A Wall Street Journal report said the CalPERS board will consider a new approach to the issue that targets audit firms but relieves corporate directors of the responsibility. Under a staff recommendation, CalPERS still would scrutinize the services provided by accounting firms to audit clients that could, in its view, potentially undermine independence. But “instead of placing the focus on individual directors, they are focusing on the auditor doing the nonaudit work,” a CalPERS spokesman told the Journal.
During the 2004 proxy season, the $196 billion-CalPERS also frequently withheld votes for auditor ratifications. This year, deciding which audit firms to target, the board will consider following a proposal outlined by the Public Company Accounting Oversight Board that would bar only those tax services seen as most likely to undermine auditor independence.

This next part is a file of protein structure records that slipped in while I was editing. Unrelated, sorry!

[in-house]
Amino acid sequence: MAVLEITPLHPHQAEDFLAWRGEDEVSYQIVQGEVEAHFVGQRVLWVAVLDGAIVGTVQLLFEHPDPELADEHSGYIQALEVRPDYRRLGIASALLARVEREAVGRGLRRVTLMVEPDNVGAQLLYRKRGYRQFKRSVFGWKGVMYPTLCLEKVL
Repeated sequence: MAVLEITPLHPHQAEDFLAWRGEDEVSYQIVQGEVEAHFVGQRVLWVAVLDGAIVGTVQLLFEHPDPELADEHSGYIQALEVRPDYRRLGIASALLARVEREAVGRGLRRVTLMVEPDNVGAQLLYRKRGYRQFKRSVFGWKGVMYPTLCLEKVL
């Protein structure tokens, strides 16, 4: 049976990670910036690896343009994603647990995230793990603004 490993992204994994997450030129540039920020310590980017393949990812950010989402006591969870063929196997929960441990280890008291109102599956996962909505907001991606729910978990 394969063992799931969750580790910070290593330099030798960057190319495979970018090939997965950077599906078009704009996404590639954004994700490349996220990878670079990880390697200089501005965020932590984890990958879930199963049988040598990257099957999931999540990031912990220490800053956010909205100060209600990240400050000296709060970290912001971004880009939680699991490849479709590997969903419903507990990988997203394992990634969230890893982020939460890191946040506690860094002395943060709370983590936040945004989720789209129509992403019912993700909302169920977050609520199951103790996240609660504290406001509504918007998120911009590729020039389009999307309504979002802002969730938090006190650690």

Under the auditing profession’s oversight body’s proposal, firms would be disqualified from auditing publicly held companies to which they have sold aggressive tax-avoidance plans, according to the report.
Auditors won’t be allowed to sell tax services at all to top executives of companies they are auditing. Accounting firms also would be banned from entering into “contingent-fee” arrangements with audit clients, under which the clients are charged a percentage of the money they save as a result of their auditors’ tax advice.